Should You Refinance Now With the Low Mortgage Rates?
With interest rates at or near historic lows for both 30-year and 15-year mortgages, borrowing money has never been cheaper for American homeowners. The potential to lower monthly payments, slash the amount of interest paid over the life of the mortgage and/or pay off home loans earlier has stoked refinancing fever across the country.
But is refinancing today a good move for most? Given where rates were a year ago and where they’re likely to be a year from now, it’s hard to make an argument to the contrary. Even so, it’s important to understand the pros, cons and processes involved with refinancing before you sign your name on the dotted line.
It’s a Really, Really Good Time To Lock In a Long-Term Rate
The average rate for a 30-year fixed mortgage on Jan. 4 was 2.67% or 2.17% for a 15-year loan. A year ago, those numbers were 3.72% and 3.16%, respectively. Refinancing rates are always a little higher than standard mortgage rates and on Jan. 4, the average refinancing rate for a 30-year fixed mortgage was 2.9% or 2.37% for a 15-year loan. If your credit and finances are in decent shape and you’re paying a higher rate now, which you almost certainly are, it’s hard to make an argument against refinancing with rates this close to the bottom.
The Clock Is Ticking on the Opportunity
Interest rates are artificially low right now as part of an effort to help the economy ride out the winter coronavirus surge. It’s widely believed that 2021 will bring change for the better, and when the U.S. economy can stand on its own two feet again, rates are sure to rise. According to Forbes, most experts expect mortgage interest rates to rise above 3% sometime this year — sooner more likely than later, according to most observers.
Keep in Mind That Refinancing Means Resetting…
People refinance 30-year fixed mortgages to reduce their monthly payments — an attainable goal with today’s low rates. Keep in mind, however, that refinancing from one 30-year loan to another makes less and less sense the longer you’ve been paying your current loan. If you’ve been paying off your mortgage for 12 years, for example, refinancing would reset you back to 30 and commit you to 42 combined years of interest payments. This guarantees you’ll pay a lot more interest in the long run and therefore only makes sense for people not planning to stay long in the home.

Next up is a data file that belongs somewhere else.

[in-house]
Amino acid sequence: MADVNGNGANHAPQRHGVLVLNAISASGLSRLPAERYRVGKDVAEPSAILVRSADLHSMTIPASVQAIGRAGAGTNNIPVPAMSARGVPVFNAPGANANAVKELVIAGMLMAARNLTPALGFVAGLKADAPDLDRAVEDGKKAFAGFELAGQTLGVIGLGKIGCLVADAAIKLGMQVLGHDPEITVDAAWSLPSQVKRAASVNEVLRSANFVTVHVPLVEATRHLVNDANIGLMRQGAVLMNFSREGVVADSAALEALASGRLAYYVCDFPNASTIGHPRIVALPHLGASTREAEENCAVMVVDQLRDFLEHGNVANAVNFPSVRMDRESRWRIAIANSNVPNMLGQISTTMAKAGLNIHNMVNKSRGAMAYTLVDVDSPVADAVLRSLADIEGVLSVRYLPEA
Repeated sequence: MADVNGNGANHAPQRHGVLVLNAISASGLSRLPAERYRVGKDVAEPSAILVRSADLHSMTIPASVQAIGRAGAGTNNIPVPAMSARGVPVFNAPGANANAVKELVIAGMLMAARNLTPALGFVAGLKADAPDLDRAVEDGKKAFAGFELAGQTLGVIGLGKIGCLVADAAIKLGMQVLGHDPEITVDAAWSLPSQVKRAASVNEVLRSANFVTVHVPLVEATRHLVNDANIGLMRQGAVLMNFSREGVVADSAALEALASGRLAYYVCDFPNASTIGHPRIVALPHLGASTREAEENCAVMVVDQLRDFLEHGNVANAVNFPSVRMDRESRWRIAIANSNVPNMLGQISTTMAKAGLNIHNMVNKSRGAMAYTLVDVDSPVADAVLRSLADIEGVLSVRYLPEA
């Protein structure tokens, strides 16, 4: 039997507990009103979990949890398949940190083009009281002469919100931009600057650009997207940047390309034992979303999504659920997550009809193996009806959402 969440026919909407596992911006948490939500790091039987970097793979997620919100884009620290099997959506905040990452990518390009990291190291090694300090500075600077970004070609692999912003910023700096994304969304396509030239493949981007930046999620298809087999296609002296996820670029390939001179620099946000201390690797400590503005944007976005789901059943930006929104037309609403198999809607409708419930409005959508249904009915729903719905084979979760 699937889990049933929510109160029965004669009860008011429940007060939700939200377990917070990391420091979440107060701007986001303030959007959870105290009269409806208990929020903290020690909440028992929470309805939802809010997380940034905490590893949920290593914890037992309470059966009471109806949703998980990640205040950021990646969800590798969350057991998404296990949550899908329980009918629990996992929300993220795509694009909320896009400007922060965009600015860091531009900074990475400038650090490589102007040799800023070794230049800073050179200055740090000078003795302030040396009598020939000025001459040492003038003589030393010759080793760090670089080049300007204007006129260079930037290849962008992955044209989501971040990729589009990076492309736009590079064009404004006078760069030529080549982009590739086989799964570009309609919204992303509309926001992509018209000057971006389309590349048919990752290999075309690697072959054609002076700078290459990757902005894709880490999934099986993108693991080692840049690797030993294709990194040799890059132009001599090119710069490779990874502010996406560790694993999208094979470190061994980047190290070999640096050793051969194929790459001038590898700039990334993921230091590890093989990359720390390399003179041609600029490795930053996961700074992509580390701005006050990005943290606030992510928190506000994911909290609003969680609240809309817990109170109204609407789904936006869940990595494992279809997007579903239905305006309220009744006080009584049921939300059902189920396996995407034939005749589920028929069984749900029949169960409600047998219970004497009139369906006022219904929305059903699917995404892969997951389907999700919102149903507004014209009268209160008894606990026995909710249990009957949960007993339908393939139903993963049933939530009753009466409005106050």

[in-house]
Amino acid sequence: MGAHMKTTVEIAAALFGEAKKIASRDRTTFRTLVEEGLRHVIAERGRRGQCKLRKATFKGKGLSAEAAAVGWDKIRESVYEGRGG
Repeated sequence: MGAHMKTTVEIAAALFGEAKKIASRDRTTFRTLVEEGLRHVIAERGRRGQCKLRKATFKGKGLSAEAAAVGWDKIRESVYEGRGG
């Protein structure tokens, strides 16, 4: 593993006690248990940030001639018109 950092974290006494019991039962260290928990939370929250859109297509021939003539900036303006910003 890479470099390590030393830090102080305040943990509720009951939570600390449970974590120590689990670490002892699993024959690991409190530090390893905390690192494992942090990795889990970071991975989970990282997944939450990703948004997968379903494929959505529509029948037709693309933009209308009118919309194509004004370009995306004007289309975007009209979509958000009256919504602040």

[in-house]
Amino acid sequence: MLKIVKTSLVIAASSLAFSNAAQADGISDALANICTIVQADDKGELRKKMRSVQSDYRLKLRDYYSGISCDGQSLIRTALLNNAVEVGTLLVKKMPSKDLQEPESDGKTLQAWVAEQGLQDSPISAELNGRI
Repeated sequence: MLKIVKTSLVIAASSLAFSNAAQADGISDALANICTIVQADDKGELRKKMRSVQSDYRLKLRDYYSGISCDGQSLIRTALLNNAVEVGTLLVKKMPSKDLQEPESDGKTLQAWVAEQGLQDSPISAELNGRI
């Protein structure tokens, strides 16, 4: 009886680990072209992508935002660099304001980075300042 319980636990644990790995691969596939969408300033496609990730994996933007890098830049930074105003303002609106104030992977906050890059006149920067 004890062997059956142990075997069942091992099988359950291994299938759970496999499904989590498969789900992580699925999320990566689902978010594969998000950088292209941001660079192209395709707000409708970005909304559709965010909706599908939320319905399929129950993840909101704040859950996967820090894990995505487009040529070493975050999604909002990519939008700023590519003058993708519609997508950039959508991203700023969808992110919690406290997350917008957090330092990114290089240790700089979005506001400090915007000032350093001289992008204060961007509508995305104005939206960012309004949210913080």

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…Unless You Reduce the Term
Refinancing to a loan with a shorter term works the other way. You can save a lot of money in long-term interest payments and reduce or even halve the number of years you’ll spend paying off your home. The downside of moving from a 30-year loan to a 15-year loan is that your monthly payments will be higher even if you lock in a lower interest rate. Your financial situation — particularly considering the uncertain nature of the COVID-19 economy — and your ability to absorb the higher monthly payments are yours to assess. If you decide you can swing it, you could save tens of thousands of dollars overall even if you have a decent rate now. If a 15-year loan is too great a leap, keep in mind that less-common 20-year loans can provide an excellent middle ground.
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